As Carmen’s accusation suggests, this is a novel set at the cross-roads between the living and the dead – and the cemetery literally becomes the refuge of the orphaned children – between the harsh realities of the violence which spills over from an election campaign and a world where dreams, spirit possession and women who become snails are just as real. This, after all, is Jamaica where in Bob Marley’s words, ‘there’s a natural mystic flowing through the air.’ This is not a story of straight lines, for with those, Flamingo discovers, you miss the crossings.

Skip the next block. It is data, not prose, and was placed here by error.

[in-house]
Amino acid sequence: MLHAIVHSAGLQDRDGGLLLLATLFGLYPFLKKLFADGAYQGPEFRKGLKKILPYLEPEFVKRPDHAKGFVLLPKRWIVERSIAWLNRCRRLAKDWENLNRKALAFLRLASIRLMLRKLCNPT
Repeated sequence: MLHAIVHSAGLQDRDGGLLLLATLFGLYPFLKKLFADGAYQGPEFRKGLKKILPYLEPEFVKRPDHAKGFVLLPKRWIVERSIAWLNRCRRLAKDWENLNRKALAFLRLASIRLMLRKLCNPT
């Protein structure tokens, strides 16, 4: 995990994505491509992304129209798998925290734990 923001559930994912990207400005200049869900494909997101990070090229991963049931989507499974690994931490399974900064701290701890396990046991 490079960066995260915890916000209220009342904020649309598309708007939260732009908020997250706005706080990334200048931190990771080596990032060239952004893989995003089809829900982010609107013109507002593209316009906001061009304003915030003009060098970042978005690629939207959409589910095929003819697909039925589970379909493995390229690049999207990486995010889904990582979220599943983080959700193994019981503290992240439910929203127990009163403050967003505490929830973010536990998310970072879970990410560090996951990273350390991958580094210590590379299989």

With the smells of damp earth and Jamaica’s healing herbs, the sounds of the songs that weave through the narrative, and illustrated with photographs of the dolls, and the sketches Flamingo cannot stop herself from adding to her notebooks margins, this is a novel to delight all the senses.
Marcia Douglas was born in England and grew up in Jamaica. Currently she lives and works in Boulder, Colorado. She is the author of Madam Fate (Women’s Press) and a collection of poetry, Electricity Comes to Cocoa Bottom (Peepal Tree Press).